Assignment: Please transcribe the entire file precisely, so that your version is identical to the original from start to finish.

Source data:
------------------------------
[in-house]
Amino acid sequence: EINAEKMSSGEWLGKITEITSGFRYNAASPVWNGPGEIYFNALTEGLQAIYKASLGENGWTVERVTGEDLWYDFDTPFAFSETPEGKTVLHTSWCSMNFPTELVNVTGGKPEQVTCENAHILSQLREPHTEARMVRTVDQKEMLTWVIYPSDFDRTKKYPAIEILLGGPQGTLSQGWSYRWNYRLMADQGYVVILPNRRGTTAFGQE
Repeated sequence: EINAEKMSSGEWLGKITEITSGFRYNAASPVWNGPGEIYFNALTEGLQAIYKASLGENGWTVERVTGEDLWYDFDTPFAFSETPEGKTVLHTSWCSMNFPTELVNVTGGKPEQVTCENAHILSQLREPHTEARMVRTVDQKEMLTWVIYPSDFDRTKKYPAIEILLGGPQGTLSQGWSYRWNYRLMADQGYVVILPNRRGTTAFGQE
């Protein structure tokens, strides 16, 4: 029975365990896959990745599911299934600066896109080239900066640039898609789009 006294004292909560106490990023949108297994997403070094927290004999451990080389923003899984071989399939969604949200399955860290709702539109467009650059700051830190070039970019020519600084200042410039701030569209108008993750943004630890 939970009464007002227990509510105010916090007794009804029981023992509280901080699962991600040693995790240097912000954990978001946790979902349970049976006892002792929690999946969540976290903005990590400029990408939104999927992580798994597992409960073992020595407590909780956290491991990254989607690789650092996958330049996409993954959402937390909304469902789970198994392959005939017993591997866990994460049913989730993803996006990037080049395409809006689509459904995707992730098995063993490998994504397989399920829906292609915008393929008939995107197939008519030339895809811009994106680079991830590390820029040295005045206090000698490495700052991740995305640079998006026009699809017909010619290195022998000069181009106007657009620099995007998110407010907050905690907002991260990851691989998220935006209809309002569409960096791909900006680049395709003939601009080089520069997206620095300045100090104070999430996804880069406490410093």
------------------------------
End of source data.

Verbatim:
[in-house]
Amino acid sequence: EINAEKMSSGEWLGKITEITSGFRYNAASPVWNGPGEIYFNALTEGLQAIYKASLGENGWTVERVTGEDLWYDFDTPFAFSETPEGKTVLHTSWCSMNFPTELVNVTGGKPEQVTCENAHILSQLREPHTEARMVRTVDQKEMLTWVIYPSDFDRTKKYPAIEILLGGPQGTLSQGWSYRWNYRLMADQGYVVILPNRRGTTAFGQE
Repeated sequence: EINAEKMSSGEWLGKITEITSGFRYNAASPVWNGPGEIYFNALTEGLQAIYKASLGENGWTVERVTGEDLWYDFDTPFAFSETPEGKTVLHTSWCSMNFPTELVNVTGGKPEQVTCENAHILSQLREPHTEARMVRTVDQKEMLTWVIYPSDFDRTKKYPAIEILLGGPQGTLSQGWSYRWNYRLMADQGYVVILPNRRGTTAFGQE
């Protein structure tokens, strides 16, 4: 029975365990896959990745599911299934600066896109080239900066640039898609789009 006294004292909560106490990023949108297994997403070094927290004999451990080389923003899984071989399939969604949200399955860290709702539109467009650059700051830190070039970019020519600084200042410039701030569209108008993750943004630890 939970009464007002227990509510105010916090007794009804029981023992509280901080699962991600040693995790240097912000954990978001946790979902349970049976006892002792929690999946969540976290903005990590400029990408939104999927992580798994597992409960073992020595407590909780956290491991990254989607690789650092996958330049996409993954959402937390909304469902789970198994392959005939017993591997866990994460049913989730993803996006990037080049395409809006689509459904995707992730098995063993490998994504397989399920829906292609915008393929008939995107197939008519030339895809811009994106680079991830590390820029040295005045206090000698490495700052991740995305640079998006026009699809017909010619290195022998000069181009106007657009620099995007998110407010907050905690907002991260990851691989998220935006209809309002569409960096791909900006680049395709003939601009080089520069997206620095300045100090104070999430996804880069406490410093």